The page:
The professional "Standard of Care" is the legal notion that as a licensed professional, you must perform your duties to the same baseline level that would be expected of another licensed professional in your field. The "Standard of Care" exists so that general expectations of an architect are clear. If an architectural practice is following the Standard of Care, they can function as a legal defense. As a simplified example, imagine that a client is unhappy with the way the final "look" of their tile kitchen backsplash, but they approved the tile selection, it was an appropriate specification, it was installed correctly by the contractor, then the Standard of Care was followed and neither the architect nor the contractor is responsible for the client's disappointment. These examples can get complicated, but the Standard of Care is a particularly important concept that underlies all six divisions, so it is best to study it in depth.

Section 2: Finances, Risk, & Development of Practice

Expected Number of Items: 23-28
Target Percentage: 29-35%

This section covers a very wide range of topics from finances, risk, and liability to negotiation and contracts. Since this exam covers aspects of accounting, law, ethics, and business management, it is really important to keep in mind that you aren't expected to be an expert in each subject area. You really just need to have a solid baseline understanding of all the objectives.

Key Study Resource: The Architect's Handbook of Professional Practice


1. Evaluate the financial well-being of the practice

This objective can be understood as business accounting and financial planning. This is such an important aspect of running a business that it is crazy it's really only covered by one objective. Nevertheless, business finances massively important so be sure to have a good understanding of this topic.

2. Identify practice policies and methodologies for risk, legal exposures, and resolutions

For this objective, you will need to understand what risks are associated with various project types, clients, and contract terms, and what can be done to mitigate those risks.

3. Select and apply practice strategies for a given business situation and policy

This objective is pretty vague, but you will need to understand how contract terms and project scopes can impact your business, and therefore when you can be flexible and when you need to be tough in negotiations.

Section 3: Practice-Wide Delivery of Services

Expected Number of Items: 17-23
Target Percentage: 22-28%

This section is about how you determine if a new project is right for your practice, getting a baseline understanding of what it will entail, and how the contract should be set up. There are many ways a project can be executed so you must understand the various "Delivery Methods" available and be able to determine which is most applicable to a project.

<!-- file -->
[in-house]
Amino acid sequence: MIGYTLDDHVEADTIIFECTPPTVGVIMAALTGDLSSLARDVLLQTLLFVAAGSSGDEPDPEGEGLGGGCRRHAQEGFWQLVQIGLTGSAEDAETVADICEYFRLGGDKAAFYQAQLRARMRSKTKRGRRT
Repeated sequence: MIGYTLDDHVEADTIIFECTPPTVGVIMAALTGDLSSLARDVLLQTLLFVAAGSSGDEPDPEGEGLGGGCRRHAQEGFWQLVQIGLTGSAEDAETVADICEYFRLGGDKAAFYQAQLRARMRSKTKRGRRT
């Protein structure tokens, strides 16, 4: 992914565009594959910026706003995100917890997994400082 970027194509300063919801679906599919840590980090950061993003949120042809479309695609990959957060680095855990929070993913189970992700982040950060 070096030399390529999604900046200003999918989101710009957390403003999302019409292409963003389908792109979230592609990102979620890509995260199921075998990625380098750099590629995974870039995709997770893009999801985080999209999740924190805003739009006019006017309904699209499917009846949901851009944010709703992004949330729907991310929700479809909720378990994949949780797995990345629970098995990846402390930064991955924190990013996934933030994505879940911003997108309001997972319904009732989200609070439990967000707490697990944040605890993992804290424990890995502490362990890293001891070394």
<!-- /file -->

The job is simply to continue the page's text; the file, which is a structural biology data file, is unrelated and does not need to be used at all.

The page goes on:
Key Study Resource: The Architect's Handbook of Professional Practice


1. Analyze and determine response for client services requests

After a client requests architectural services (which can be a very formal or informal process) you need to be able to assess what they are requesting, ask appropriate questions, and determine what fee you will charge them.

2. Analyze applicability of contract types and delivery methods

You will need to understand the various typical contract types and delivery methods so that you can analyze the risks/rewards and determine which type is best for the project.

3. Determine potential risk and/or reward of a project and its impact on the practice

Similarly, this objective looks at analyzing the risks/rewards of a specific project to determine if you should take it on and if you need to take measures to mitigate specific risks.

Section 4: Practice Methodologies

Expected Number of Items: 13-18
Target Percentage: 17-23%

This shorter section focuses on the various ways a business can be formed legally, and how a practice is internally structured.

Key Study Resource: The Architect's Handbook of Professional Practice


1. Analyze the impact of practice methodologies relative to the structure and organization of the practice

For this objective, you'll need to be able to determine what legal structure is best for a given practice situation.

2. Evaluate design, coordination, and documentation methodologies for the practice

This objective has to do with the output (documentation) that will be expected and how to establish a practice framework to get you there. A lot of this has to do with Quality Control procedures to make the practice's output is high quality.

I remember feeling a little overwhelmed by the broad swath that is covered by this exam, but it is important to keep in mind that NCARB is not expecting you to be fully fledged MBA, lawyer, accountant, and ethicist. While this exam covers a wide range of topics, you aren't expected to be an expert in each of them. The key is to have a clear understanding of what the expectations of licensed architects are. When studying for this exam, always keep the Standard of Care concept in mind.


1 https://www.ncarb.org/sites/default/files/ARE5-Handbook.pdf.
About the Author: Genevieve Doman

Genevieve Doman is a licensed architect with over five years of professional experience working in Detroit, Chicago, and Seattle. She received her B.S. in Architecture and Master of Architecture degrees from the Taubman College of Architecture at the University of Michigan.